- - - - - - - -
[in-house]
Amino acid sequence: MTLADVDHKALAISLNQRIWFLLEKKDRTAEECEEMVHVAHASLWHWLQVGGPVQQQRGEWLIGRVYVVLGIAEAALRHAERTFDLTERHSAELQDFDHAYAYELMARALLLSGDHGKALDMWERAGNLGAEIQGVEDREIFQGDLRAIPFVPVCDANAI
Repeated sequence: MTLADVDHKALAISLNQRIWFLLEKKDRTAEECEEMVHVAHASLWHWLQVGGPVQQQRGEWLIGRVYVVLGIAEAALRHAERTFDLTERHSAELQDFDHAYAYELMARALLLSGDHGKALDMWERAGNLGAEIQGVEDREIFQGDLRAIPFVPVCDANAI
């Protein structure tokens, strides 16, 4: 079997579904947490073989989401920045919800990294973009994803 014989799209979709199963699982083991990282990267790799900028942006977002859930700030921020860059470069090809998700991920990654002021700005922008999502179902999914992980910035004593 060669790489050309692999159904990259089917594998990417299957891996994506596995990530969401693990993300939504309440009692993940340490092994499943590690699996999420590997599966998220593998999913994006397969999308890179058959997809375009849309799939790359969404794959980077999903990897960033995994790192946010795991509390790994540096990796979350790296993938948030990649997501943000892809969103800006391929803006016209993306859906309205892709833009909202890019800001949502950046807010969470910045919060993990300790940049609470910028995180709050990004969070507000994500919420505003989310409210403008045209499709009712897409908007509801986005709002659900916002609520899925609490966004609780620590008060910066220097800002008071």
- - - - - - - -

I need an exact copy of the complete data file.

[in-house]
Amino acid sequence: MTLADVDHKALAISLNQRIWFLLEKKDRTAEECEEMVHVAHASLWHWLQVGGPVQQQRGEWLIGRVYVVLGIAEAALRHAERTFDLTERHSAELQDFDHAYAYELMARALLLSGDHGKALDMWERAGNLGAEIQGVEDREIFQGDLRAIPFVPVCDANAI
Repeated sequence: MTLADVDHKALAISLNQRIWFLLEKKDRTAEECEEMVHVAHASLWHWLQVGGPVQQQRGEWLIGRVYVVLGIAEAALRHAERTFDLTERHSAELQDFDHAYAYELMARALLLSGDHGKALDMWERAGNLGAEIQGVEDREIFQGDLRAIPFVPVCDANAI
């Protein structure tokens, strides 16, 4: 079997579904947490073989989401920045919800990294973009994803 014989799209979709199963699982083991990282990267790799900028942006977002859930700030921020860059470069090809998700991920990654002021700005922008999502179902999914992980910035004593 060669790489050309692999159904990259089917594998990417299957891996994506596995990530969401693990993300939504309440009692993940340490092994499943590690699996999420590997599966998220593998999913994006397969999308890179058959997809375009849309799939790359969404794959980077999903990897960033995994790192946010795991509390790994540096990796979350790296993938948030990649997501943000892809969103800006391929803006016209993306859906309205892709833009909202890019800001949502950046807010969470910045919060993990300790940049609470910028995180709050990004969070507000994500919420505003989310409210403008045209499709009712897409908007509801986005709002659900916002609520899925609490966004609780620590008060910066220097800002008071």